Chickenpox and shingles generally won’t kill you, but for some adults, they could result in a trip to the hospital. So with a new shingles vaccine now available, should you consider vaccination to avoid chickenpox and shingles as an adult?
What is chickenpox, exactly?
It’s an infection caused by the varicella zoster virus. In children, it’s usually a mild disease that runs its course in five to 10 days and requires no medical intervention. But in those who develop chickenpox as teens or adults, there’s a risk of complications, including pneumonia, skin infections and brain swelling.
What’s the difference between chickenpox and shingles?
Adults can develop shingles if they’ve already had chickenpox. Also called herpes zoster, shingles is a reactivation of the virus that causes chickenpox. After you recover from chickenpox, the virus doesn’t entirely disappear — it lies dormant in nerve tissue near your spinal cord and brain. When it springs into action again as a painful skin rash, that’s shingles.
This time, the pain will likely come before the rash; some people only experience the pain without any visible symptoms. Like chickenpox, shingles usually isn’t life-threatening, but it can cause complications, including neurological problems, skin infections and eye infections that lead to vision loss.
What if I’ve never had chickenpox?
“Almost everyone born before 1980 tests positive for exposure to varicella,” Orrange said. That’s why the federal Advisory Committee on Immunization Practices considers people born before 1980 immune to the varicella virus. Even if you never broke out in the telltale rash, if you’re 38 years old or older, you almost certainly have the virus lying dormant in your system.
So should I get the chickenpox vaccine or the shingles vaccine?
For most healthy people, if you’re between 30 and 50 years old, there’s no need for either vaccine, Orrange said. There are some exceptions, including health care workers, pregnant women, teachers and those who are HIV-positive. If you’re an adult who hasn’t received the vaccine or you think you’ve never been exposed to chickenpox, you can ask your primary care doctor to run a blood test called varicella titers. It shows your level of chickenpox immunity.
But if you’re 50 or older, you can and should get the new shingles vaccine, Shingrix, whether or not you remember getting chickenpox in childhood. It’s given as a shot in two doses, two to six months apart.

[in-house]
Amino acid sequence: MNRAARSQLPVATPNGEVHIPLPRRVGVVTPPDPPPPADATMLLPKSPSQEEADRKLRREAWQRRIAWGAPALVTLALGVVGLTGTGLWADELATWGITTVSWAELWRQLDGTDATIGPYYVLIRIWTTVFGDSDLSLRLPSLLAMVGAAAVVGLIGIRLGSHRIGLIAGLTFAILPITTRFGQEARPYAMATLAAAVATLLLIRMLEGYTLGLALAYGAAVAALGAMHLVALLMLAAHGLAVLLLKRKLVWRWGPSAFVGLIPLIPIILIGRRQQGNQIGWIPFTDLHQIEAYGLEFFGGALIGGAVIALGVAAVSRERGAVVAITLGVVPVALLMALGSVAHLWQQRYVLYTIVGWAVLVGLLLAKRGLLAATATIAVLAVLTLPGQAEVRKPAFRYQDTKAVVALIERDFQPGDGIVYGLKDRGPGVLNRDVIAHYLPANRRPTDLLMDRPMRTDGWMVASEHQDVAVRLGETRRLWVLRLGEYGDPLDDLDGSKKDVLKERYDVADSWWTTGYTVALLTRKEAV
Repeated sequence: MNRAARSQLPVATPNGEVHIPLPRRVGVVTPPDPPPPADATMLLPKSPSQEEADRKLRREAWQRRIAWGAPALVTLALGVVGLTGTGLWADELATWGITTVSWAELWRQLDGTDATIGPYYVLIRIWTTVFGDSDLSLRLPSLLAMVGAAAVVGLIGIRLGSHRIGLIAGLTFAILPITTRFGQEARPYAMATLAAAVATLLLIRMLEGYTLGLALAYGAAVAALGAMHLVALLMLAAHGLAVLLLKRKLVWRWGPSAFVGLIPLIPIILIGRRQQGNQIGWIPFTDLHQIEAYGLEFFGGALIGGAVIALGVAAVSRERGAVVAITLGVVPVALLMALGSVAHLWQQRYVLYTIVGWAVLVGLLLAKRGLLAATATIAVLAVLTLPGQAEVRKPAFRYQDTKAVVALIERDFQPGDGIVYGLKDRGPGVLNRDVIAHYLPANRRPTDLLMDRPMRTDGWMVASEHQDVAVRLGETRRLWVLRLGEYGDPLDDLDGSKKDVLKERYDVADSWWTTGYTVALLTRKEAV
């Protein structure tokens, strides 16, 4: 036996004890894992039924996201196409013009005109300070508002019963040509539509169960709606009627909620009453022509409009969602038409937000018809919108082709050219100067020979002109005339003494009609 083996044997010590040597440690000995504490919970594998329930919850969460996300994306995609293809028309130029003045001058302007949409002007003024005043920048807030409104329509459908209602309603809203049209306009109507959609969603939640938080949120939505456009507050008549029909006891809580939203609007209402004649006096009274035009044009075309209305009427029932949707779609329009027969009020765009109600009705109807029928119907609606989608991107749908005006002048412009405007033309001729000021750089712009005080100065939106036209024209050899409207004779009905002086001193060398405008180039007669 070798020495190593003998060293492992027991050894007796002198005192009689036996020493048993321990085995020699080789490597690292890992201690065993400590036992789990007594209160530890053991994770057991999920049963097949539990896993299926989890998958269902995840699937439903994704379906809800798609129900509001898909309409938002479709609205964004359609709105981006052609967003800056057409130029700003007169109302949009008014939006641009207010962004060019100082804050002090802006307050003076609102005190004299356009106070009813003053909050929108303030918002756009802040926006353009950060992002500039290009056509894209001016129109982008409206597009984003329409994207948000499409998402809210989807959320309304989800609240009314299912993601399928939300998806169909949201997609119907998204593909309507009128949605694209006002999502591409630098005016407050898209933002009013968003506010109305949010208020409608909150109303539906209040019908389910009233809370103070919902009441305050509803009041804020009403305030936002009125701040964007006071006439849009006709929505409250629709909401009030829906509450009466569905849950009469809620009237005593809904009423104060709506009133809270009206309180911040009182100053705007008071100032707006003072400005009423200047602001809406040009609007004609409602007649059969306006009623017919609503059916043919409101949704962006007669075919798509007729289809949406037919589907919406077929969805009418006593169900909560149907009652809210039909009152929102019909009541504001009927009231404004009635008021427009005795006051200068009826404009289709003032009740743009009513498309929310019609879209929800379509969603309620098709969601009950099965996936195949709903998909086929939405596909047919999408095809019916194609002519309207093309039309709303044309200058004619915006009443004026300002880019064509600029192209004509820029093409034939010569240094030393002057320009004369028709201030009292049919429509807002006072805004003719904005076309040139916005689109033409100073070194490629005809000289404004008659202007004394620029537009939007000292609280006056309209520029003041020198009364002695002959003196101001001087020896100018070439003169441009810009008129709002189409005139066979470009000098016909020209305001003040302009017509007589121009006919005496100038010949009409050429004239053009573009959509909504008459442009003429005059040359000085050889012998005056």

There’s also an older shingles vaccine called Zostavax. It’s given to those 50 and over with certain medical conditions, and to people 60 and over. Zostavax is 19 times stronger than the chickenpox vaccine. It’s unknown, by the way, whether the shingles vaccines protect against the varicella virus that would lead to chickenpox in adults who were never exposed. The makers of Shingrix or Zostavax would have to run a study on that question, Orrange said, but there’s little incentive to do so since a chickenpox vaccine already exists.
I heard that these shingles vaccinations “wear out” over time. At some point, will I stop being immune?
That’s true for Zostavax, the older vaccine. Not only did immunity wane over time, but the shot was only 50 to 64 percent effective in preventing shingles in people 50 to 70 years old, and even less effective for those over age 70, Orrange said.
What about the new Shingrix vaccine?
Shingrix is the clear vaccine of choice, Orrange said. It’s 97 percent effective at preventing shingles, and immunity is not believed to wane over time. While Zostavax contains a weakened live virus — which works especially well in helping children fight off the varicella zoster virus — Shingrix works differently. This vaccine contains a single protein that causes the immune system to recognize the varicella zoster virus. It seems to work better for older people.
What should I do if I’ve already had one outbreak of shingles or if I’ve already had the Zostavax vaccine?
“Still get Shingrix,” Orrange said.
Should I give my children the chickenpox vaccine?
Absolutely. “There is no benefit to letting your kids get chickenpox over the vaccination,” Orrange said.
Could getting the chickenpox vaccine make someone more susceptible to getting shingles later in life?
There’s no evidence that one route — vaccine versus infection — is more or less likely to lead to shingles, Orrange said.
— Connie Sommer